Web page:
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Mindfulness: Does it Hurt?

Many of you who are on a path to mental wellbeing or living your best life will have heard of or started practicing mindfulness. There is a whole lot of research about the positive effects of the practice, for example: anxiety, stress, and anger reduction, reduced relapse in recurrent depression, increased empathy, self-compassion, and satisfaction with life (see Keng, Smoski, and Robins, 2011, for a good review).
You could be forgiven for thinking that practicing mindfulness only comes with feelings of peace and serenity. Maybe you have believed that if these feelings don’t come up when you try to meditate, you must be doing it wrong. That is not so. Mindfulness can be a painful experience at times.



In the first few years of my practicing mindfulness, I was doing it wrong. I was in a relationship that wasn’t right for me, but was too scared to do anything about it because I didn’t want to hurt the other person. I remember that towards the end of that relationship as my feelings of unease grew stronger, I would diligently apply my “mindfulness” whenever I wanted to escape from feeling like that. It went something like this: “I’m getting that feeling again of deep sadness and knowing that I can’t keep going like this” “Okay, be mindful of the birds singing, the trees I can see, the feeling of walking” etc., until I felt the uncomfortable emotion pass.
I know now that this is not the way through painful emotions. Using mindfulness as a distraction like this only suppresses your feelings and they come back later, often stronger. Sometimes though, we are not ready to turn inward and face what we are feeling. That is okay, it is just where we are at that point in time.

From what I have seen in my clients and experienced myself, when we do feel ready to turn toward our emotional pain, (with support if need be) a few things happen:

You realise that the pain doesn’t break you


Like a mountain in the sea, you are connected to the ground and the emotions you feel are the waves crashing against you. When you allow yourself to experience your feelings as they are, you realise that they ebb and flow, and that intensity that you don’t think you can stand another moment doesn’t last forever. You also realise that emotions are experiences you are having, and underneath them is an observing stillness you can learn to connect with.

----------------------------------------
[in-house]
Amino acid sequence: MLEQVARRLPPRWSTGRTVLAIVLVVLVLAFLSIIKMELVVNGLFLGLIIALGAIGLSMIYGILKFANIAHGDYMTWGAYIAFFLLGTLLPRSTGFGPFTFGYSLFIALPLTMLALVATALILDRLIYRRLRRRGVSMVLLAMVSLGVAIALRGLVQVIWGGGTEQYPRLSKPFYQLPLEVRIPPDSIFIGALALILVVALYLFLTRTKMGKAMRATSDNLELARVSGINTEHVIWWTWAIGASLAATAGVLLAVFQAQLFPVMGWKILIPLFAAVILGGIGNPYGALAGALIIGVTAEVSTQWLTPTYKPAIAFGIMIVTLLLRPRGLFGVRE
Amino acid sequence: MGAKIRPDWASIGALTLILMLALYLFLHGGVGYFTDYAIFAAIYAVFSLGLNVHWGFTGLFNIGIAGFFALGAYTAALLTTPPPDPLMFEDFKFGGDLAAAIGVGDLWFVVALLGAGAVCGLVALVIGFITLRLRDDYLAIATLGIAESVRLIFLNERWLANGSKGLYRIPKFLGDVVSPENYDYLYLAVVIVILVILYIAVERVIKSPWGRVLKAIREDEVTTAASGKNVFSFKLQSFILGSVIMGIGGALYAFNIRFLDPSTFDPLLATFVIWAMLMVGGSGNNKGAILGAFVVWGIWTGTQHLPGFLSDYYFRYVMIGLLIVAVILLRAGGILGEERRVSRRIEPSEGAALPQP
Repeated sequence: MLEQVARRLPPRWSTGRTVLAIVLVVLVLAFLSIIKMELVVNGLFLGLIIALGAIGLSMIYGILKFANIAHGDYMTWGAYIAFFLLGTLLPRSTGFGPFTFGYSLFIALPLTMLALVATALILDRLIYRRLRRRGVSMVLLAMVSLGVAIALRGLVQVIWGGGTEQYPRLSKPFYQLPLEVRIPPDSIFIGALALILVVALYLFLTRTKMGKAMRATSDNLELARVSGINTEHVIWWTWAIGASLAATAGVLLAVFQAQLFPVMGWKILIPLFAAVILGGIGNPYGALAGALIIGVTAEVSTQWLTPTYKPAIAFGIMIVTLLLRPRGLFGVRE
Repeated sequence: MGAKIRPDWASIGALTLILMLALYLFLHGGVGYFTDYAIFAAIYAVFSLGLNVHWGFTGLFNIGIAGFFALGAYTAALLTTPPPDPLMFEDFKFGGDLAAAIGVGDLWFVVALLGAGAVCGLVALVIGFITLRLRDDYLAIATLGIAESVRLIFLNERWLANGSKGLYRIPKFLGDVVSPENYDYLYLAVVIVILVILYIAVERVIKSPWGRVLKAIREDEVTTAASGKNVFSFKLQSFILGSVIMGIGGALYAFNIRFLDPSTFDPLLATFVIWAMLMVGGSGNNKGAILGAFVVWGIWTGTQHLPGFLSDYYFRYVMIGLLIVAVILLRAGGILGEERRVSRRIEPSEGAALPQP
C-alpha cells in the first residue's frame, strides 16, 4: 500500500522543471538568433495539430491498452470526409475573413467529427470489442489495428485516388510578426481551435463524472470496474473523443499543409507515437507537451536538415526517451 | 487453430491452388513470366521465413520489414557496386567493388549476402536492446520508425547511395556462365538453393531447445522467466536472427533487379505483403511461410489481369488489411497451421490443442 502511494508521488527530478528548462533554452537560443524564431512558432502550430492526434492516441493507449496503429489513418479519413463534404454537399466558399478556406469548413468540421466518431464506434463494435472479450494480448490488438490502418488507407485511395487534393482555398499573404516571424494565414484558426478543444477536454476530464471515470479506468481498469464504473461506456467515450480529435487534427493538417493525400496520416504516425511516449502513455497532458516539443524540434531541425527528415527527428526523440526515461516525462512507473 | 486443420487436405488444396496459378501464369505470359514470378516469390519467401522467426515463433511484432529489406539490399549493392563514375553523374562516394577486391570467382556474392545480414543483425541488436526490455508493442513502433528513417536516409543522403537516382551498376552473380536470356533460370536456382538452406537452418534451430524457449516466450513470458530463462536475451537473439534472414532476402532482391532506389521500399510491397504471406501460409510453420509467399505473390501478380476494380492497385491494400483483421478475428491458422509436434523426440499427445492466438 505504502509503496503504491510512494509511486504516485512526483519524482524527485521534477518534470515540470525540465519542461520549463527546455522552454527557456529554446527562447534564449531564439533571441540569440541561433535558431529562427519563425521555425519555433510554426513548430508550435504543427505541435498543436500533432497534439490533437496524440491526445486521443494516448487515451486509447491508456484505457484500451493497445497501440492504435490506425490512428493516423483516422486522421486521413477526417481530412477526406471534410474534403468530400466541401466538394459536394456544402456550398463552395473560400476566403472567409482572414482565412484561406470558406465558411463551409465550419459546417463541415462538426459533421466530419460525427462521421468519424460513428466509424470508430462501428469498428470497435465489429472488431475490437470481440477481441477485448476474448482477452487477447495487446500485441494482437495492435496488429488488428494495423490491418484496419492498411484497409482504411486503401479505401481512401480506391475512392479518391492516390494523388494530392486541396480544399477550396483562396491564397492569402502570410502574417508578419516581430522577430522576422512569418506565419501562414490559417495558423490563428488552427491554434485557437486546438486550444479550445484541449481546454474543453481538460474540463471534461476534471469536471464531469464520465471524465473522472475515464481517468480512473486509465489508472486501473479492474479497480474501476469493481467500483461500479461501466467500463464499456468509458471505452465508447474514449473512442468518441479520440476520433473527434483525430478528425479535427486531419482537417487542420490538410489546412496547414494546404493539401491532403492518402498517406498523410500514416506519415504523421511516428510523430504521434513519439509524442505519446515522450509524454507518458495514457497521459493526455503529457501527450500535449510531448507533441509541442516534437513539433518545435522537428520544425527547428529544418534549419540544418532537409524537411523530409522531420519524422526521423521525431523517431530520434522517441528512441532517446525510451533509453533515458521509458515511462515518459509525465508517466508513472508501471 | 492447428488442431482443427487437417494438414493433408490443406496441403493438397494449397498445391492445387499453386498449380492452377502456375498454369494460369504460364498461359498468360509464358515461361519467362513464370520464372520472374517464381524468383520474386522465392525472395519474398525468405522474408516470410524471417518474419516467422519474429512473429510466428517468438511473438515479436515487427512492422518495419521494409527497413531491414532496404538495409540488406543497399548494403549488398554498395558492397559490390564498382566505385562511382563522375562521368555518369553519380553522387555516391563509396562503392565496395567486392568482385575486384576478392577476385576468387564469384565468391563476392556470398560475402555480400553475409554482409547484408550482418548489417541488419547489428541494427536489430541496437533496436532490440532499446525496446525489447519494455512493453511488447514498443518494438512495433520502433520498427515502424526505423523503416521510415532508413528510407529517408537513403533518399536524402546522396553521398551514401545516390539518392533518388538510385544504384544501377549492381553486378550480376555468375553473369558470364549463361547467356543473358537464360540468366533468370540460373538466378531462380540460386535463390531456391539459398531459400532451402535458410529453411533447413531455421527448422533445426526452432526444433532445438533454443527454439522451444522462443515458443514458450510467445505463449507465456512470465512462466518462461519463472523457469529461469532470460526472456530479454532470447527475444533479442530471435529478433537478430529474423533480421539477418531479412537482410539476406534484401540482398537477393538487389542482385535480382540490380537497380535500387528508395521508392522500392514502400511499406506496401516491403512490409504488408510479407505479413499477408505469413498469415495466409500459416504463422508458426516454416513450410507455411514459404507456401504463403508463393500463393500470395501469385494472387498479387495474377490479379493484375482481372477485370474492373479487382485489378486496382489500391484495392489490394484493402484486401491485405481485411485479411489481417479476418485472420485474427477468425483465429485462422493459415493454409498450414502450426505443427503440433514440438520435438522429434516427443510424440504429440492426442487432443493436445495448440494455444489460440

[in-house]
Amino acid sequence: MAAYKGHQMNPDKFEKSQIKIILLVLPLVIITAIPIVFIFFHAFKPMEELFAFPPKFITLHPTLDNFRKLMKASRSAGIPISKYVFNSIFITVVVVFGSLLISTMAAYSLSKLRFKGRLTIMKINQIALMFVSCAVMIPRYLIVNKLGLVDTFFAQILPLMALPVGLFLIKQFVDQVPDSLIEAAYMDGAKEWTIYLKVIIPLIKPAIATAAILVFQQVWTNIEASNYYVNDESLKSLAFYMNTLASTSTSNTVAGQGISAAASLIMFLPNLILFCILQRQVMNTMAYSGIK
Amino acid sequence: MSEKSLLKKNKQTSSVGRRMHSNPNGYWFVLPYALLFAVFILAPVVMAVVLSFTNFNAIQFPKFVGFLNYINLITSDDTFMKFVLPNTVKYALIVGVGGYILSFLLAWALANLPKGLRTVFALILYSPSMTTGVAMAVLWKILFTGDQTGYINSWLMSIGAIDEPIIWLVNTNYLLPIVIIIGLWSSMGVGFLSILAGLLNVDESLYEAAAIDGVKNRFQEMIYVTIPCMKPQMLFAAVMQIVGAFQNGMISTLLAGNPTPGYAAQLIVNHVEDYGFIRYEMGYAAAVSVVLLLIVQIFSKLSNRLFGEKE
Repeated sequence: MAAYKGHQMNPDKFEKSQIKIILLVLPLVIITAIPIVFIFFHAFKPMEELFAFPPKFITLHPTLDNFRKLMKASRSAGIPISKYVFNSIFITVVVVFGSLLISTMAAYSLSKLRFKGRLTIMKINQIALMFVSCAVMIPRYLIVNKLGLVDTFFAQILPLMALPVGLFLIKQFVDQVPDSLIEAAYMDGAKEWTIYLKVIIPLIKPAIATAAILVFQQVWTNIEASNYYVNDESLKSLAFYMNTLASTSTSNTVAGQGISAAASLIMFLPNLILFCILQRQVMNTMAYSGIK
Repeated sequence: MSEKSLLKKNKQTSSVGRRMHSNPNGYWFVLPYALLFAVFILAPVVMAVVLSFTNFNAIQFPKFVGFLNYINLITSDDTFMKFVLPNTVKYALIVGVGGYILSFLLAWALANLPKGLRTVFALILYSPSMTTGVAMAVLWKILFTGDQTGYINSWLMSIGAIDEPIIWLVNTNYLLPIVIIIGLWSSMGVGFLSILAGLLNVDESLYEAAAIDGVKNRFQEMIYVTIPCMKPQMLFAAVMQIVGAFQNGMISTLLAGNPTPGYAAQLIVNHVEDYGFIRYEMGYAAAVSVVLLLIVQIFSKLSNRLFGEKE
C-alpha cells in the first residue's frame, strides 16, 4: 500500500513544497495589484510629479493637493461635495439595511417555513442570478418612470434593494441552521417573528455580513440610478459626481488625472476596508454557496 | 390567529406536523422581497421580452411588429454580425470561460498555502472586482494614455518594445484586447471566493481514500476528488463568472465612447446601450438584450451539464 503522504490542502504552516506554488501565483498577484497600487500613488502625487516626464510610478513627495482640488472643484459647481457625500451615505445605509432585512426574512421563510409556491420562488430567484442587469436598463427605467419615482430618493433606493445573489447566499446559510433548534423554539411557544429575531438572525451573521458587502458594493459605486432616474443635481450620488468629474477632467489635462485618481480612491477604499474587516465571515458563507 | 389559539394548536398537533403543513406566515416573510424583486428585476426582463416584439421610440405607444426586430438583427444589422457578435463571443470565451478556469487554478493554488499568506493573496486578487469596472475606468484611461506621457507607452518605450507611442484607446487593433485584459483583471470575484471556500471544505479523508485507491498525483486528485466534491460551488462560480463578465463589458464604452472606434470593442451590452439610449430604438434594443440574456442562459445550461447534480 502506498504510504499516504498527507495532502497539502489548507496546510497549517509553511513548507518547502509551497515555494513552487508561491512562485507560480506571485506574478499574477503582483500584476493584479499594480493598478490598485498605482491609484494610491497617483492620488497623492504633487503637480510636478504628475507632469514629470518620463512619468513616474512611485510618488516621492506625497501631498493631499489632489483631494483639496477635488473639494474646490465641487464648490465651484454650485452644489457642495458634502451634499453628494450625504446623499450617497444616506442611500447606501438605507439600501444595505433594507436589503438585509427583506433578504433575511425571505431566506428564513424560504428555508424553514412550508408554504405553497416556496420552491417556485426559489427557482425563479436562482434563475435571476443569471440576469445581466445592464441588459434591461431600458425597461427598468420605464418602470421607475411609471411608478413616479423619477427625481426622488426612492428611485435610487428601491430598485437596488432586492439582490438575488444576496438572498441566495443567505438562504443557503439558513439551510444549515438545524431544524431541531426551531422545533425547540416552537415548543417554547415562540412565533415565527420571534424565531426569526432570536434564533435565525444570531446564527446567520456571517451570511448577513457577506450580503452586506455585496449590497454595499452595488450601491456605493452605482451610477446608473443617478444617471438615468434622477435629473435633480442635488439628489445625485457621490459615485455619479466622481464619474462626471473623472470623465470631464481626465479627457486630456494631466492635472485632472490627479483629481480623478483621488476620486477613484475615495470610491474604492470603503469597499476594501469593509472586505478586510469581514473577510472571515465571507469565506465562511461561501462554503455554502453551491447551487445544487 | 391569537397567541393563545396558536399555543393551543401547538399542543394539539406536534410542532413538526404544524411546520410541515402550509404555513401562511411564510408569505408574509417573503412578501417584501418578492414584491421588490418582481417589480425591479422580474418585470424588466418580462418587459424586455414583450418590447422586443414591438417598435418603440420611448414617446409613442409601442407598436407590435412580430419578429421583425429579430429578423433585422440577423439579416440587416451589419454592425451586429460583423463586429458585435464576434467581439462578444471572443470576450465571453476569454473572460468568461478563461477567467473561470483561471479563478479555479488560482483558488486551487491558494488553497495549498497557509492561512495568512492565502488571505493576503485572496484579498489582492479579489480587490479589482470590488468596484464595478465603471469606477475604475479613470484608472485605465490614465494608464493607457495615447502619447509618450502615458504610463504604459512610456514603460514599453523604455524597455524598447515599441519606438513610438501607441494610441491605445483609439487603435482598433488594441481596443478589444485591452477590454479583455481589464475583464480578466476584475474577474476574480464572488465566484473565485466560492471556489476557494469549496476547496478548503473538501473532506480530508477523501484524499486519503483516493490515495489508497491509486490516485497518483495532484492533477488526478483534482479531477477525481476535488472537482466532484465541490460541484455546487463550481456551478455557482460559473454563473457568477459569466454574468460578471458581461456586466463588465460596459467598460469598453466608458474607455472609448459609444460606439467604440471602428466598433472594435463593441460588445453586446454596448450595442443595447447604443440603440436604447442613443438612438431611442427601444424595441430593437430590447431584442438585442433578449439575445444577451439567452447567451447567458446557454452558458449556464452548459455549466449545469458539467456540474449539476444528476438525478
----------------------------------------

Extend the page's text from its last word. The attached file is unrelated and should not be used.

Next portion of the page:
You get clarity


When you don’t hide from how you feel and truly experience it, you sometimes suddenly understand what lead you to that place. I see this a lot in session with people when they have turned toward a difficult feeling they had been avoiding. Where they just didn’t have the words to articulate before, they begin to describe what they are experiencing and they inherently understand where it came from. This leads to their knowing what step (however small) they need to take next.

You show yourself true compassion by accepting where you are in that moment


Self-love can seem a tricky one to tackle. What I have seen in others and myself is that allowing yourself to feel, wholeheartedly and without self-judgement, is the beginning of accepting who you are (and where you are). Acceptance without judgement leads to understanding and compassion, and compassion to me is another word for love.
So the short answer as to whether mindfulness hurts is HELL YES sometimes. But through allowing yourself to feel and finding your way through the pain, you also open yourself up to feelings of deep joy, peace, gratitude, and awe for the moments that make up your life.